Review Hell Yeah Wrath of the Dead Rabbit
Arkedo attempts to shake up the play with many tricks, offering sections of the game where Ash must proceed on foot and without weapons, and providing other modes of transportation for sections that take place in space and underwater. When the game really mines some gold is in areas where Ash must lure monsters to their doom rather than bring it to them – in one situation attracting insects toward dangers by pollinating himself.

Collecting jewels along the way offers cash to spend in the game’s store, where Ash’s health and weapons can be enhanced, with new weapons continually unlocked along with a variety of costume materials – new faces and hats to snub the tsars of fashion and all that. An additional mode called The Island can even be accessed, and here Ash can put defeated monsters to work in different areas to gain more in-game rewards. Be sure to pay attention to that mode early on, I left it until the end expecting a mini-game and was kicking myself for missing out on the bonus potential.

Review Hell Yeah Wrath of the Dead Rabbit
The level design does a fair job of leading players toward targets, which will eventually require the use of portals to return to old areas to access new locations. The only real downside of swapping areas are some rather tedious load times, which Arkedo is well aware enough of to include jokes about them in the load screens along with elevator music – funny and all, but still tedious.

There’s a limit to how far the bloody humor and spectacle can get this ride, but at the same time enough of a void in the batshit crazy release catalogue that the experience remains fresh far longer than it should for the content. The relatively low difficulty curve aids this – it’s just easy to grind along despite the familiar pattern that emerges by the halfway point, and I was earnestly sad when the ride was over.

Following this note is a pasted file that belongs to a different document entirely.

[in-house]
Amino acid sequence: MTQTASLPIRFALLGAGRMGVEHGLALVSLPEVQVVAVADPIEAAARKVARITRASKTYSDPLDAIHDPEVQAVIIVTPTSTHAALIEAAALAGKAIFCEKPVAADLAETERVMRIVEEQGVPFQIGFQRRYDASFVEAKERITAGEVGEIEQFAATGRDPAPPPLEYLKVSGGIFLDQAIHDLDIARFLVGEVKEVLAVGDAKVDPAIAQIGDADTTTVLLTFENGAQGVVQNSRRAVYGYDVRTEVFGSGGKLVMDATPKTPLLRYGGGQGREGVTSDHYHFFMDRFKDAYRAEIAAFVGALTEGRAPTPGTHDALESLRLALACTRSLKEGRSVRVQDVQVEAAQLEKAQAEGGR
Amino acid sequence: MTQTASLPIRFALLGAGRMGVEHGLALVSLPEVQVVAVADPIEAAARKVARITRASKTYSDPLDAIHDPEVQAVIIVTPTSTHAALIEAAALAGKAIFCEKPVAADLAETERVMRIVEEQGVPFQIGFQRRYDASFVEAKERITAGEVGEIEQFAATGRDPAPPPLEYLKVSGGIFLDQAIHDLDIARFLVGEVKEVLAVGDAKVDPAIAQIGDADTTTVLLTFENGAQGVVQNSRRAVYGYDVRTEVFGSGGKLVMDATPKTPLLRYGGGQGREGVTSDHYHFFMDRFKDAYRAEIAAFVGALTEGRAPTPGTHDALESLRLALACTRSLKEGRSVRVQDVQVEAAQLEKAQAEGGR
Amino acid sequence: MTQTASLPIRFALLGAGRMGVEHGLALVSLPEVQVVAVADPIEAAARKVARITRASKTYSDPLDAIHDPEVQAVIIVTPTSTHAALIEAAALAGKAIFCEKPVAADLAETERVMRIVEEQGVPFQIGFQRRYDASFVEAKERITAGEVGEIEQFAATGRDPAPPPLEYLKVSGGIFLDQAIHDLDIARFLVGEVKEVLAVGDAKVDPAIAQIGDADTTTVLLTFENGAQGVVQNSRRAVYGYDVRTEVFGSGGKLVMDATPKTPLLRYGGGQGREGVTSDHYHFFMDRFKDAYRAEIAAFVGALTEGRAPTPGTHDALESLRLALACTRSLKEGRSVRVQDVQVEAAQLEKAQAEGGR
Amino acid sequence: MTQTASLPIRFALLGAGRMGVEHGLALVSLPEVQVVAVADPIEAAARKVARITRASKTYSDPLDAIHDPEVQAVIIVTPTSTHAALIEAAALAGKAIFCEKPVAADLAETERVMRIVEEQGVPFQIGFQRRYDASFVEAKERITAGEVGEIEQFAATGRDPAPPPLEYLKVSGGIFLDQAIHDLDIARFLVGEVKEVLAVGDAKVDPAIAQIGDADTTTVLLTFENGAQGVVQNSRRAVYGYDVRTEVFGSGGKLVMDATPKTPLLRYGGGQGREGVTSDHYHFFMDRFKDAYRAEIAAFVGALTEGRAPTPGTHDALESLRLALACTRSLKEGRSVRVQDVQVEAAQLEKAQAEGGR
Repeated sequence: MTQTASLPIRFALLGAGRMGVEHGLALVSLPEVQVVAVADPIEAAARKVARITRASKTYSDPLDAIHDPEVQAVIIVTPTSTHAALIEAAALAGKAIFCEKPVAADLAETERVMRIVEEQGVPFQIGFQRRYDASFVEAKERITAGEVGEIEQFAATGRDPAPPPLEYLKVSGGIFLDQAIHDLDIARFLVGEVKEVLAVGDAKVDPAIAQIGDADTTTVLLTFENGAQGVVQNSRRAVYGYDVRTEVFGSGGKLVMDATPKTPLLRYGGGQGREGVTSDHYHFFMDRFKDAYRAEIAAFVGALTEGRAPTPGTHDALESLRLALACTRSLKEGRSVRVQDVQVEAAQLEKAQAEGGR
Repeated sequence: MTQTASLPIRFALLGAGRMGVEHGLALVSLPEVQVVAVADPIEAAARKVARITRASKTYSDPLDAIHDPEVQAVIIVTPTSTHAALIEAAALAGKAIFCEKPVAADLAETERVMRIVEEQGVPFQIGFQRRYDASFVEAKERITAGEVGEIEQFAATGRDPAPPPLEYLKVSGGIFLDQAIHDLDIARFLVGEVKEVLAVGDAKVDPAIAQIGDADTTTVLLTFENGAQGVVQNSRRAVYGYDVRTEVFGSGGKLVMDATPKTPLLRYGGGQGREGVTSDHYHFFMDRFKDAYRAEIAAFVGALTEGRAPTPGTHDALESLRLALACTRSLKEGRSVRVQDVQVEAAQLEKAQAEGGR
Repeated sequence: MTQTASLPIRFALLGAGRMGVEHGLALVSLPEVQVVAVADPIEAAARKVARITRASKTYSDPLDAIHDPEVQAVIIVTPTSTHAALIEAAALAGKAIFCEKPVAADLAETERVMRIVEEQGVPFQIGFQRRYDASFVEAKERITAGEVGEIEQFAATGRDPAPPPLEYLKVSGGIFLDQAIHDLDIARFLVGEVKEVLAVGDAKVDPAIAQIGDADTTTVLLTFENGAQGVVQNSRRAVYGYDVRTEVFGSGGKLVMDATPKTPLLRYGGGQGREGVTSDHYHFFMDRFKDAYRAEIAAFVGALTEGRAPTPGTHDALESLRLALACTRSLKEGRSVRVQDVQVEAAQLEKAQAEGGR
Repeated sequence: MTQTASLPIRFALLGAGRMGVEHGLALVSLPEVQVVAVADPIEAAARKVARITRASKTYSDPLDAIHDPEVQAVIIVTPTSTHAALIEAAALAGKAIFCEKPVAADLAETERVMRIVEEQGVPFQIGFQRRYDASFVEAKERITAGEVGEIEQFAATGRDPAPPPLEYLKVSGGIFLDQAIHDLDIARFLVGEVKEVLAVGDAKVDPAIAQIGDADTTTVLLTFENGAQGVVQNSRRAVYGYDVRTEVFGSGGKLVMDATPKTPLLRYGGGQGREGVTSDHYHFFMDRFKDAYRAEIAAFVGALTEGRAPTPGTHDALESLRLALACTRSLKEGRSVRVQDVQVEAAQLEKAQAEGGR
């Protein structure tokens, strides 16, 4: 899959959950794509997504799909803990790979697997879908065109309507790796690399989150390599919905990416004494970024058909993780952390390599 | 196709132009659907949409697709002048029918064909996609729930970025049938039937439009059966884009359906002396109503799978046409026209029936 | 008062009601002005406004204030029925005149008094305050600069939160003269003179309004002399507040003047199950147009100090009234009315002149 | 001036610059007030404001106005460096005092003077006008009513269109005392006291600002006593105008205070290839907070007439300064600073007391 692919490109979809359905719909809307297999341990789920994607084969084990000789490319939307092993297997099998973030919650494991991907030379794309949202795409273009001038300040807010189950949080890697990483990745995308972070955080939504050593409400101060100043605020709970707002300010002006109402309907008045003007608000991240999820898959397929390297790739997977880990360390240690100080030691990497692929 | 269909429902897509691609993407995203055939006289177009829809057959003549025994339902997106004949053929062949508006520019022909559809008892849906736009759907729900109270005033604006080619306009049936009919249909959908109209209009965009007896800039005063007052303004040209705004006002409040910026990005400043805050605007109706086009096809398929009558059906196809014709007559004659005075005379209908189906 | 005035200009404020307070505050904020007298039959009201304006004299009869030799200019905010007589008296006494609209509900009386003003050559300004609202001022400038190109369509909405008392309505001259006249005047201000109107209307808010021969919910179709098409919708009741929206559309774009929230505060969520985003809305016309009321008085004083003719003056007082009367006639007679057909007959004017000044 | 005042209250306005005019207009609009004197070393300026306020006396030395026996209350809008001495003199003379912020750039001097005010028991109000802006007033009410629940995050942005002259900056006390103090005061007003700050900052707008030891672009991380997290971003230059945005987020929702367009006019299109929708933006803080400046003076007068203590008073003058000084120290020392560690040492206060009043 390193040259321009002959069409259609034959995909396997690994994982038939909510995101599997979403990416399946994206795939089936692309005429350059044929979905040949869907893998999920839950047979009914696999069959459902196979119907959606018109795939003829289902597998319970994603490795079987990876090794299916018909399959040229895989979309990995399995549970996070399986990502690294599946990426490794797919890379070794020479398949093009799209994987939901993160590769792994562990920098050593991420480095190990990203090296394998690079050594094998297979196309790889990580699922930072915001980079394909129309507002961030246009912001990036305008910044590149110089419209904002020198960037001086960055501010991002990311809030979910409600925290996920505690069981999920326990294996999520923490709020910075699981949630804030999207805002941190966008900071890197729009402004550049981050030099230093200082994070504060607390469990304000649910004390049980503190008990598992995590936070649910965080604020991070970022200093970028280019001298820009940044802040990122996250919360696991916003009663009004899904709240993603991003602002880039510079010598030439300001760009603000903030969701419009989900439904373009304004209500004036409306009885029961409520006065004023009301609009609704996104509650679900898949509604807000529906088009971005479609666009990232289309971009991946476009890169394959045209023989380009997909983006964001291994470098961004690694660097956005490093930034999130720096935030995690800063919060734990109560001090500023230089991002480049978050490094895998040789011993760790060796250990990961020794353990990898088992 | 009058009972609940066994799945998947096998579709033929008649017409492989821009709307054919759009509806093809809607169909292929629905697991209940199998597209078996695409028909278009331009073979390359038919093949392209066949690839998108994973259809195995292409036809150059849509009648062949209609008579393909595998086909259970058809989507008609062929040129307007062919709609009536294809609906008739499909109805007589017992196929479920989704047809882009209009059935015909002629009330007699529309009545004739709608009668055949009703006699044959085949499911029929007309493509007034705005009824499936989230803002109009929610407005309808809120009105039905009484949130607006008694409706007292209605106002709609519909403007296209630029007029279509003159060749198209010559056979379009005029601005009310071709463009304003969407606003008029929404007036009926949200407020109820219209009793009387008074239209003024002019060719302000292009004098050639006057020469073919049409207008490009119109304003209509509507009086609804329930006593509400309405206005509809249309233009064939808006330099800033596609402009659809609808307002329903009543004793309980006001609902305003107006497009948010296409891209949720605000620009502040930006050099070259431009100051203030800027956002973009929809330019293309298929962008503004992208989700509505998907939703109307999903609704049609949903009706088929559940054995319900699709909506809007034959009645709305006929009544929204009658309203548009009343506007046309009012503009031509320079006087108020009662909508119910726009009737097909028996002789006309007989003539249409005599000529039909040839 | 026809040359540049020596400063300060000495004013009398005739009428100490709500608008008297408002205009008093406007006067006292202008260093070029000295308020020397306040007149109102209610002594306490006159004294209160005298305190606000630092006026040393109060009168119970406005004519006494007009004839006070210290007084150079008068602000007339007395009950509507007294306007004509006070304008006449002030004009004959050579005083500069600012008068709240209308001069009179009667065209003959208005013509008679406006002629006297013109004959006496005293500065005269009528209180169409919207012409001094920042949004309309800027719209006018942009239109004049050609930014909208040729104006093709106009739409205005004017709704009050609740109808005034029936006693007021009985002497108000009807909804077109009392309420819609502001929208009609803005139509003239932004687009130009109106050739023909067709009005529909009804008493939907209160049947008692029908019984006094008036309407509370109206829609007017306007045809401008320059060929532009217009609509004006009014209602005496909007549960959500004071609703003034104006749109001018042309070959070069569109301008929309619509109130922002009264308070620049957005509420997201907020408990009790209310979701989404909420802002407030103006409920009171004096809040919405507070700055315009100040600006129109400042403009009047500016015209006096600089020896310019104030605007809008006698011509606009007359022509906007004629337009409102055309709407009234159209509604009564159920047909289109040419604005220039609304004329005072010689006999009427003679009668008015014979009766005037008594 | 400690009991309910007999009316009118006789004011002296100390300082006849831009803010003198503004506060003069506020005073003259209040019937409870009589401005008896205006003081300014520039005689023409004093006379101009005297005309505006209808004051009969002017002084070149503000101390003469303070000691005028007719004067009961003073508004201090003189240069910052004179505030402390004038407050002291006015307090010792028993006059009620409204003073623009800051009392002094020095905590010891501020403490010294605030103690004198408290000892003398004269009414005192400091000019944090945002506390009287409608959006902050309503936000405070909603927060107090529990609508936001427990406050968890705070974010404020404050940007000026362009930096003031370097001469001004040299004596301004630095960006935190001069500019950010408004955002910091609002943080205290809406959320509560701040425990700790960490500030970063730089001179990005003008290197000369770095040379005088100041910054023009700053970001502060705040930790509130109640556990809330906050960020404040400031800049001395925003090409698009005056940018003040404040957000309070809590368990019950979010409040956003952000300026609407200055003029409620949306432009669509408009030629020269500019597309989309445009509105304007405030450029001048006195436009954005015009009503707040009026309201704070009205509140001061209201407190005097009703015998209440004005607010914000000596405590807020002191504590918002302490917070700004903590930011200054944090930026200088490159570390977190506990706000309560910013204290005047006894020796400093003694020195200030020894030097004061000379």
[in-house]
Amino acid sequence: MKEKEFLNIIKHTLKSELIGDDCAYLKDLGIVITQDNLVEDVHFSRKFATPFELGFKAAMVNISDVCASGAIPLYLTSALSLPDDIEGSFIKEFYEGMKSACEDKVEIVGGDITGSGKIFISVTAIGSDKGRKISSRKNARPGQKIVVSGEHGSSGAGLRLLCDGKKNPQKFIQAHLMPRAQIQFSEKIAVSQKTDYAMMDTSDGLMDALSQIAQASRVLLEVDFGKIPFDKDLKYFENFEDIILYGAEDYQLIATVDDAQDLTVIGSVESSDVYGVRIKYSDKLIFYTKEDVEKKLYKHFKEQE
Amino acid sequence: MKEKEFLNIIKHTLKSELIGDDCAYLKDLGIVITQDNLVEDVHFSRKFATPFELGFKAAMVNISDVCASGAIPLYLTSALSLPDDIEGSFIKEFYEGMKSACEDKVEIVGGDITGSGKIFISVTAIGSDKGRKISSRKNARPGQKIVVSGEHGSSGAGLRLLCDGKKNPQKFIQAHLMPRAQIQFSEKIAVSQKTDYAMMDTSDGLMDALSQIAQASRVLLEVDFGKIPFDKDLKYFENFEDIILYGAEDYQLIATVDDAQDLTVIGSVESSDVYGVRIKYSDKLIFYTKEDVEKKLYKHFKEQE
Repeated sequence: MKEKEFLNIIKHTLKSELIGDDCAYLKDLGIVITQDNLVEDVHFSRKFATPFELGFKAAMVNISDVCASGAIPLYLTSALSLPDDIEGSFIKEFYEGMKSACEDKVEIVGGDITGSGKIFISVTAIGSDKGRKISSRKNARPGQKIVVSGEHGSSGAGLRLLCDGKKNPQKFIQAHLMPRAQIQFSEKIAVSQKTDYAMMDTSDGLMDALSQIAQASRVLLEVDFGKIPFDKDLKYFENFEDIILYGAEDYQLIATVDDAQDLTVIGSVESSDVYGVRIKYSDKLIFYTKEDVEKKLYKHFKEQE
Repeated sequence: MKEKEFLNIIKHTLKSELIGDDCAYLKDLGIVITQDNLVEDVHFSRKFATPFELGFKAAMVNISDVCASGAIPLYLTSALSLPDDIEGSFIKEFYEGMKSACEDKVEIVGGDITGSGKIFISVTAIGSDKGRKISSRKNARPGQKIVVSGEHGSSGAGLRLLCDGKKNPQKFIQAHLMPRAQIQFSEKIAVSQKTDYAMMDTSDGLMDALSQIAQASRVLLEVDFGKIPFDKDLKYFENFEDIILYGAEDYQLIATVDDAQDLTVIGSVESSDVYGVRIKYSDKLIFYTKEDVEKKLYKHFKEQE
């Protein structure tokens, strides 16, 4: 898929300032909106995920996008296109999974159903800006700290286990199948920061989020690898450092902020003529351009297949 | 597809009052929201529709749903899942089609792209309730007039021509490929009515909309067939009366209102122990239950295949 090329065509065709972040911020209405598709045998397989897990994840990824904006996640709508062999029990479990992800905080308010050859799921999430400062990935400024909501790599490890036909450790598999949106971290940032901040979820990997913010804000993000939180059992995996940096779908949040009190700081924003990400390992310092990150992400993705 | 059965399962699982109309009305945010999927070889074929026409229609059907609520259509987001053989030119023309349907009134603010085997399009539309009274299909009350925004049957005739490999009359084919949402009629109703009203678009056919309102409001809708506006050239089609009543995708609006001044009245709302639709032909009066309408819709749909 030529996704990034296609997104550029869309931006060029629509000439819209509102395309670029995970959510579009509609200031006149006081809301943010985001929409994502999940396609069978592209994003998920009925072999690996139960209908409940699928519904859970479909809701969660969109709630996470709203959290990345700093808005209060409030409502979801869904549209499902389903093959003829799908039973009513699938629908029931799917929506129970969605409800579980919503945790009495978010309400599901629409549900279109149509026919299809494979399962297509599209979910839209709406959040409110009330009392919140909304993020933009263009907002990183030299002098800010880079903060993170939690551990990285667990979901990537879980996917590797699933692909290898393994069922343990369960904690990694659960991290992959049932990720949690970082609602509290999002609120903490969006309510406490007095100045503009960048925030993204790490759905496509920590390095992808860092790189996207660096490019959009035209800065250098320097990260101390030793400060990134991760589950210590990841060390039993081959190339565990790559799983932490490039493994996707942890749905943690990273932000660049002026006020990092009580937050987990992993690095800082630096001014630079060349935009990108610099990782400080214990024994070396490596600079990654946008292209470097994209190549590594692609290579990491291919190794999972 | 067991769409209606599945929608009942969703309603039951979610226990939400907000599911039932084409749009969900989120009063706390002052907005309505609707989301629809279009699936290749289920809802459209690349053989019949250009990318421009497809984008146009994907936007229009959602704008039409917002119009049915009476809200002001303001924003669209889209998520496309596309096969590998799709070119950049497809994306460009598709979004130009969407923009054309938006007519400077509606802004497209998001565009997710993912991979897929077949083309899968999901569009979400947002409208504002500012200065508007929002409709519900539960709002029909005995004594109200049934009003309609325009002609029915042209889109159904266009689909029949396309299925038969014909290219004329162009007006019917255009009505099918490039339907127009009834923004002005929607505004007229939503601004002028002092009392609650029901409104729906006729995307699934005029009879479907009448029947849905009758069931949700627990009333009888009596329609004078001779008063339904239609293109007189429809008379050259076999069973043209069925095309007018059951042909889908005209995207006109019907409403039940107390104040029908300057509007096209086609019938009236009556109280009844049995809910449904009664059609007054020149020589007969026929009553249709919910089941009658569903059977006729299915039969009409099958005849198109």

Review Hell Yeah Wrath of the Dead Rabbit
The fly in the ointment is that Hell Yeah is showing players more fun than its ludicrous deaths allow them to create for themselves. The mini-game murders never lack some measure of interaction, but Hell Yeah has far more to show players than it has to offer in the tactile pleasure department.

Whether intentionally or not, Hell Yeah does what few games aiming for nostalgia manage – which is to convince me that I am ten years old again. The simple control scheme, vibrant color palette offering numerous layers of painstaking detail, and even the moments where the 2D environment offers protection from boss encounters that make it feel like I’m cheating the system – all of this renewed me with a warm fuzzy sensation that first begins when the game loads and the classic Sega jingle echoes through the room.

Hell Yeah’s longevity suffers for not bringing a bit more game to the mix, but gains some forgiveness for the fact that we could use more games of its ilk – ones willing to pull the stick out of their butt and hand it over to players in order to whack a few rainbow vomiting unicorn piñatas just for kicks.


Developer
Arkedo

Publisher
Sega

System
PlayStation 3 (PlayStation Network), Xbox 360 (Xbox LIVE Arcade), Windows PC (PlayStation Network Reviewed)

Modes
Singleplayer

Release Date
September 26, 2012

Price
$14.99, 1200 Microsoft Points

*A copy of this title was provided by the publisher for review

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  • http://photovoltaik.bandcamp.com/ Ujn Hunter

    I love Arkedo. I own all their games (that I know of, both DS games and all three on XBLIG) so I look forward to this game going on sale. I’m still not a fan of 2D HD games though… I prefer their stylized pixel work on their XBLIG releases (well, two of the three anyhow) over the clean lined HD art that looks like stickers pasted on top of background art.